China’s use of foreign investment up 20.2% in Jan-Aug, refuting ‘capital outflow’ rumors
Published: Sep 19, 2022 03:33 PM
Lujiazui, a financial zone in Shanghai Photo: VCG

Lujiazui, a financial zone in Shanghai Photo: VCG

China's actual use of foreign capital rose 20.2 percent year-on-year in US dollar terms to $138.41 billion from January to August, with investments from South Korea, Germany, and Japan leading the way, official data showed on Monday, underscoring foreign investors' persistent confidence in the Chinese economy.

The growth momentum is also a strong rebuff to the Western media's continuous hype over capital "fleeing" China, and a solid proof of the increasing attractiveness of the world's second-largest economy despite downward pressure, observers said.

In yuan terms, the actual use of foreign direct investment expanded 16.4 percent on a yearly basis to 892.74 billion yuan ($127.25 billion), data from the Ministry of Commerce (MOFCOM) showed on Monday.

China's services sector received 662.13 billion yuan of foreign investment, up 8.7 percent year-on-year, while foreign investment in high-tech industries saw a surge of 33.6 percent. 

In terms of the source of investment, capital from South Korea climbed 58.9 percent, Germany 30.3 percent and Japan 26.8 percent, according to the MOFCOM.

Japan, South Korea and Germany all have relatively heavy investment in China's high-tech industries. Many parts of the vehicle component industry chain of South Korea and Germany are located in China, and there are many joint ventures, Chen Jia, an independent research fellow on international strategy, told the Global Times.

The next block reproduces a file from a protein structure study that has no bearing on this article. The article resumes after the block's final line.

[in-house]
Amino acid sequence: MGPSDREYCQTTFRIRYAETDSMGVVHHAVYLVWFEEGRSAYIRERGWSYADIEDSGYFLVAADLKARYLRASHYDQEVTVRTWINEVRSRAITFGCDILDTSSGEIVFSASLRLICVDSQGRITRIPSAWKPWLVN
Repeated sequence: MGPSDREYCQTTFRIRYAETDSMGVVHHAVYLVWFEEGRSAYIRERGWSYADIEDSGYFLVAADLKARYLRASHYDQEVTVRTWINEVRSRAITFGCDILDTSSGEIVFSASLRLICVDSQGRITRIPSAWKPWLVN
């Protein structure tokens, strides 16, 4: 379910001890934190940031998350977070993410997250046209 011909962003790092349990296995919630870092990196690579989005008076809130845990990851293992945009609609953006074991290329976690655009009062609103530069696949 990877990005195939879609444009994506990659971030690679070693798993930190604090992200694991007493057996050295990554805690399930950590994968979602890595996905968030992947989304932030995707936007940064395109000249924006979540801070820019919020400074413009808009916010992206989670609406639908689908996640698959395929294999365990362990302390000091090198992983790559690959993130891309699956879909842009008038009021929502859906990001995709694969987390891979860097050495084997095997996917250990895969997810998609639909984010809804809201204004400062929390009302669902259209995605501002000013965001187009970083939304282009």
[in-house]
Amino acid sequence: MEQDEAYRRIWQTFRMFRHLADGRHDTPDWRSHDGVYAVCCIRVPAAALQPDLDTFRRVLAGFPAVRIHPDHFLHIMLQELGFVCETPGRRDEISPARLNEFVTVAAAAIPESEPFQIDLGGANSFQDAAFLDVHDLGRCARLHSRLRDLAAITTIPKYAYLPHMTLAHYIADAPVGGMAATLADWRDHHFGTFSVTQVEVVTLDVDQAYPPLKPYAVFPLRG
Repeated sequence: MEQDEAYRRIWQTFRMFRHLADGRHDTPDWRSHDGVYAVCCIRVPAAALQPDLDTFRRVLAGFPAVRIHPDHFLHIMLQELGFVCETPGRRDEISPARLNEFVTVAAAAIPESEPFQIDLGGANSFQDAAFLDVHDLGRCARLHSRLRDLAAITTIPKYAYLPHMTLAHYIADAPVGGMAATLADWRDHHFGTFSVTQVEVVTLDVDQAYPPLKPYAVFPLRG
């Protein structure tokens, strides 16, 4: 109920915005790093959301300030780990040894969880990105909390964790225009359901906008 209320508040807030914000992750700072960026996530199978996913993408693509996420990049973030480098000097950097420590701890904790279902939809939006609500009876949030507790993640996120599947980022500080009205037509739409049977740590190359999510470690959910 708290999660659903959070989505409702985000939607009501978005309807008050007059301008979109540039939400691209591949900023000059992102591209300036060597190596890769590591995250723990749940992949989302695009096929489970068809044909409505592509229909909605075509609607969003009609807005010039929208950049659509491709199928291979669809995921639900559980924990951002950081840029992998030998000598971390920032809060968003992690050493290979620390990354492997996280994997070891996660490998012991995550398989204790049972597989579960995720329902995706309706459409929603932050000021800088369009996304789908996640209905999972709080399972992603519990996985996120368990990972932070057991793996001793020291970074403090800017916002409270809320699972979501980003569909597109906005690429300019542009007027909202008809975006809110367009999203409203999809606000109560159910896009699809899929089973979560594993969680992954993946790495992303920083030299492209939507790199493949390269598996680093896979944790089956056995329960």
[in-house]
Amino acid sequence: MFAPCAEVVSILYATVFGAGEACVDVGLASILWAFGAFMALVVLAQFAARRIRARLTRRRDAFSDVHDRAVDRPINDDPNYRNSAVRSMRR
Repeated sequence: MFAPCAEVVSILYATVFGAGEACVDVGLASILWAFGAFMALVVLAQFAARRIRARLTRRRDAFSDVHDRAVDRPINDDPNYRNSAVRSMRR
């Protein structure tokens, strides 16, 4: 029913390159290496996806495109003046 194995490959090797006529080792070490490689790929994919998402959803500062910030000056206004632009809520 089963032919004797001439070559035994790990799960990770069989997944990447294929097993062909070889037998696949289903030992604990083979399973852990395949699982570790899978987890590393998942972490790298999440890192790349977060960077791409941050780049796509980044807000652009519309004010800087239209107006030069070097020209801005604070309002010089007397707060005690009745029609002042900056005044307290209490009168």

Taking into account South Korea's global advantages in semiconductors, those of Germany as a traditional industrial manufacturing power, and those of the UK, the US and others in high-tech R&D, the reasons for the increasing investment of multinational companies in China are the resilience of the Chinese economy, its long-term development potential, and a recognition of the huge market and strong supply chains, Chen said.

This momentum will remain unchanged, and it will not be changed by the foreign policy of any particular US administration, Chen added.

By geography, China's western region reported a 43 percent surge in foreign investment during the January-August period, followed by 27.6 percent in the central region and 14.3 percent in the eastern region. 

Facing multiple economic headwinds, China has rolled out myriad policies to stabilize growth, including those aiming to promote foreign investment. The State Council, the cabinet, unveiled 33 measures in May, including efforts to accelerate the delivery of key foreign investment projects and attract foreign investment more proactively.

The revision of the industry catalog for sectors that encourage foreign investment will also be sped up to guide foreign capital into fields including high-end manufacturing and scientific innovation in areas such as the central, western and northeastern regions.

In a further move to attract foreign investment, Meng Wei, spokesperson of the National Development and Reform Commission, said at a press conference on Monday that China will step up efforts to attract investment in the manufacturing industry, and to support the import and export of foreign-invested enterprises in the manufacturing industry.